Last weekend some friends and I went to Hongbeopsa Temple to learn how to make traditional Korean kimchi. Living in Korea I take for granted that not everyone has access to kimchi to eat at their disposal but if you haven’t tried it, boy oh boy are you missing out. Kimchi (김치 in Korean) is a traditional fermented vegetable dish made with cabbage, radish, cucumber or onion as the main vegetable and a sauce that contains hot chili flakes, scallions, garlic, ginger and rock salt. Kimchi is the most popular of all the Korean side dishes and is used as the main ingredient in many of their soups and rice dishes. You can’t move for kimchi in Korea, it’s literally in EVERYTHING!
When we arrived to the temple the first thing I noticed was a circle of white tables each covered with the kimchi making ingredients. Everything looked so fresh as you can see by the beautiful shades of green.
We even got to wear these fashionable aprons to keep the kimchi juice off our clothes.
The temple grounds were beautiful. The steps covered in once vibrant and alive mums and a very large Buddha rests on the roof over looking the entire park. It was the perfect location to make a traditional Korean dish.
We made two different types of kimchi: baechu kimchi which is the traditional kimchi made with napa cabbage and ggakdugi made with cubed radish. For sake of time I’m going to focus on making baechu kimchi. We started off putting on some freezing cold plastic gloves (making kimchi is messy biz) and were directed to start slicing one large radish into matchstick like pieces.
Followed by slicing three large onions diagonally and very fine to mix in with the sauce.
Every once and awhile we had to stop to take a warmth break in front of the fire.
After we regained feeling in our hands it was right back to slicing the lettuce which looked to be a mix of romaine and oak leaf. We mixed all the sliced veg into one bowl and then it was time to add the sauce. Usually when you make kimchi from scratch you make your own sauce but luckily for us the volunteers had already made it for us. It was a bit of a mystery finding out whether there was fish sauce in the mixture. Since we we’re making it in a temple traditionally no meat products are consumed on the grounds but another participant said there was most likely fish in the mix. But don’t worry I’ll provide a vegan recipe for kimchi below.
Once the sauce is fully blended it’s time to rub the mixture unto each individual cabbage leaf.
And then carefully wrap each leaf around one another to make a cabbage roll.
The final product was beautiful and boy was it delicious! We snuck a bite even though they said it would be best to keep it in the fridge for 4-5 days so it can properly ferment.
Usually people leave kimchi is a giant stone pot that is partially buried in the ground outside but nowadays Koreans buy a special expensive kimchi fridge that mimics the same temperature as the ground.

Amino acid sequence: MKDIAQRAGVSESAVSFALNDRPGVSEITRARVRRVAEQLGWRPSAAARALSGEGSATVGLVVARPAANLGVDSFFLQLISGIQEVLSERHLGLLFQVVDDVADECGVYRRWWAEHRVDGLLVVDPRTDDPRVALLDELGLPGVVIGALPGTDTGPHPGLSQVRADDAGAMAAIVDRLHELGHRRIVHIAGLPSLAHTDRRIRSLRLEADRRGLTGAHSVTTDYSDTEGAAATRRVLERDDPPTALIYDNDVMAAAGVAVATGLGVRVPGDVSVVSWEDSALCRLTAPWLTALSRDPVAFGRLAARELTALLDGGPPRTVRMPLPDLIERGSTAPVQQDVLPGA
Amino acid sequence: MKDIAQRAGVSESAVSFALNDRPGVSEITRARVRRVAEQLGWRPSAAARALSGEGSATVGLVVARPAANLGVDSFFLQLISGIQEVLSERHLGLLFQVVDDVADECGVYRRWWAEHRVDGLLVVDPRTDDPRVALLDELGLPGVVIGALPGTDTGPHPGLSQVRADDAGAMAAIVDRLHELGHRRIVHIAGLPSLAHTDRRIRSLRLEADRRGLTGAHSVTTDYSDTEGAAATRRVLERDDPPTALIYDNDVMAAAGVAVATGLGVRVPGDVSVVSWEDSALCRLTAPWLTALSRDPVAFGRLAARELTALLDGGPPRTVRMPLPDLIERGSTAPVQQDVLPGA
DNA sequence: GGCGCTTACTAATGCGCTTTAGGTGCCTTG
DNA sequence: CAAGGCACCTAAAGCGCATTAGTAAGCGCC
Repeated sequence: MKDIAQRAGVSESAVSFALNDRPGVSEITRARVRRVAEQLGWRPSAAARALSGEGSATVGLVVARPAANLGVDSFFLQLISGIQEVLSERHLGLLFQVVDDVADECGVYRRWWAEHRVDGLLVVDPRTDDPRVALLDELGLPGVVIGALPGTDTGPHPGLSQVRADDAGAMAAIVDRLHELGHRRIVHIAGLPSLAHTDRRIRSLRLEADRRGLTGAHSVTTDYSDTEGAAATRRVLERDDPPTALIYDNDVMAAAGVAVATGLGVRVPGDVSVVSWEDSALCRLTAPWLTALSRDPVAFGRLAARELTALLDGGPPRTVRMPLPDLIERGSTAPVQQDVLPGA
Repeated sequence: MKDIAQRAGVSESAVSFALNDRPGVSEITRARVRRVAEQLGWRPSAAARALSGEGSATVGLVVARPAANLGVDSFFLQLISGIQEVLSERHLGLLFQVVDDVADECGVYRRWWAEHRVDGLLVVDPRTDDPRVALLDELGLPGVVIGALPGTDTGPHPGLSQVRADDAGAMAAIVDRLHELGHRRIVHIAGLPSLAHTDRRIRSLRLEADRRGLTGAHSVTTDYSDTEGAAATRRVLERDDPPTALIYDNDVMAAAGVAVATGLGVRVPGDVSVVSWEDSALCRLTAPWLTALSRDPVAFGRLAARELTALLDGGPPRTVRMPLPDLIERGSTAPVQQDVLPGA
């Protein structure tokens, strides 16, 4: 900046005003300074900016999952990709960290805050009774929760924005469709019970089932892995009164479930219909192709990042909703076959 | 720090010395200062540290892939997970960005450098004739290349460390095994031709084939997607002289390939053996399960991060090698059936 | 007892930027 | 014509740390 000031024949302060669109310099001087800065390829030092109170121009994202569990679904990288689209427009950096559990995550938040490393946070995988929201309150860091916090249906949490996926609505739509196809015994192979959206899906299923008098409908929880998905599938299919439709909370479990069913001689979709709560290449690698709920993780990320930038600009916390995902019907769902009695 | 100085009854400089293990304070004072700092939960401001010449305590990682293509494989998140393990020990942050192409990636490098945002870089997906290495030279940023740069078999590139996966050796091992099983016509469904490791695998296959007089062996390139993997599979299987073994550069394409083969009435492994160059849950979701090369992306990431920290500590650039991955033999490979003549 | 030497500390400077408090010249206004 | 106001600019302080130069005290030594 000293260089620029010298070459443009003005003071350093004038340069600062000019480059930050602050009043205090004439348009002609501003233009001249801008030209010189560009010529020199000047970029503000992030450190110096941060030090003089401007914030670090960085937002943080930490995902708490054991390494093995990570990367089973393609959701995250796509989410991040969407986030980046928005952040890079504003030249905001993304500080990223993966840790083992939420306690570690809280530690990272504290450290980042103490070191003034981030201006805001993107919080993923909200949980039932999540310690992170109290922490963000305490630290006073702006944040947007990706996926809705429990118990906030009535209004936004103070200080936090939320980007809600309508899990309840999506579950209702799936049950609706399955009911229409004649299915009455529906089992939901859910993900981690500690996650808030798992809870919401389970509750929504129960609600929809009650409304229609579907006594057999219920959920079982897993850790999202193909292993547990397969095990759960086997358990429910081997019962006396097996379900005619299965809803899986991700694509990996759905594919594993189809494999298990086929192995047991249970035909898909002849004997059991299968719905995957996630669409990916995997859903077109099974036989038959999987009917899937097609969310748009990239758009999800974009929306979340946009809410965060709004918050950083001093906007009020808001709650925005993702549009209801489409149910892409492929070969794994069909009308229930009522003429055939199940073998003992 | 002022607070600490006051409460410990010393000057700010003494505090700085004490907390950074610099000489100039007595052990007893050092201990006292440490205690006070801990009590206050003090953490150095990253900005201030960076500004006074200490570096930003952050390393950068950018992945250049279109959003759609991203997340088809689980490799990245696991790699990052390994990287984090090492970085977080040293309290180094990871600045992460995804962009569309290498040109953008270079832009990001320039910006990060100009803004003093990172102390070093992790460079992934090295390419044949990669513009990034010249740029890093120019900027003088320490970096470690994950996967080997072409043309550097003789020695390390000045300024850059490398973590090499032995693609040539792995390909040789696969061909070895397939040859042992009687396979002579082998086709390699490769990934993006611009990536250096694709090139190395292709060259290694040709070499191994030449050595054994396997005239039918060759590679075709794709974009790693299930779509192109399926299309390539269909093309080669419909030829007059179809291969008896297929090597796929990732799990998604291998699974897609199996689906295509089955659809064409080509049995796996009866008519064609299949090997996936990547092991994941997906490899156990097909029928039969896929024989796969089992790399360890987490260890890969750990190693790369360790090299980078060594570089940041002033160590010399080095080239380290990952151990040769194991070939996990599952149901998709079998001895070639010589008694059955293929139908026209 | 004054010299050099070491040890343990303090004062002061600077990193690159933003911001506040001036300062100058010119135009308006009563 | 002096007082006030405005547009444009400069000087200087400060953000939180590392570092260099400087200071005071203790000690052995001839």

It was a wonderful experience and I’m glad that after nearly 3 1/2 years in Korea I finally made their most famous of dishes.
Easy Peasy Vegan Kimchi (Makes 1/2 gallon)
I made a modified version of the Vegan 8 Korean’s kimchi recipe. If you’re interested in vegan versions of Korean food you really need to check out Sunnie’s blog. It’s a wealth of information and so many delicious recipes to boot.
1 large head of napa cabbage
3/4 cup of coarse salt (approximately, preferably from an Asian grocery store)
1 bulbs of garlic
1/2 cup of red pepper powder (kochukaru)
¼ cup of ginger
1-2 chopped large green onions (or 2 bunches of small green onions)
1 medium Korean radish (cut into matchsticks)
1/4 cup of glutinous rice water (1 tablespoon of glutinous rice powder with 1/2 cup of water)
1 Tbs of Sugar (optional, to soften the flavor)
1. Wash the cabbage and cut in quarters lengthwise. If desired, cut into smaller chunks. Put cabbage in a large bowl of salted water (3/4 cup or more of salt) thoroughly and let it sit for around one hour or until you see the cabbage has wilted.
2. While your waiting on your cabbage finely dice the garlic and ginger and mix all the sauce ingredients together (I used a magic bullet). It shouldn’t be too dry, if so add a bit of water to a more sauce-like the consistency.
3. Mix it well with hand. You should use gloves or be prepared to feel a burning sensation from the pepper.
4. Have a taste and add more salt or sugar to your liking.
5. Drain the cabbage and squeeze out the water very well at least 2-3 times. The more times you squeeze it, the less overpowering the salty taste will be. You want a balance between being salted but not overdone. Obviously, the more salt you add when soaking will also impact how salty the kimchi is, so you can add more or less based on your preferred taste.
6. Use your hands to mix the paste in very well with the cabbage. It’s important that every piece be fully covered. The more paste to cabbage, the spicier/stronger flavor your kimchi will have.
7. Place your kimchi into a jar or tightly sealed tub. You can leave it out for about 40 hours but then it’s important to put it in the fridge. You can eat it immediately but the flavor really starts to come out after 4-5 days of fermenting.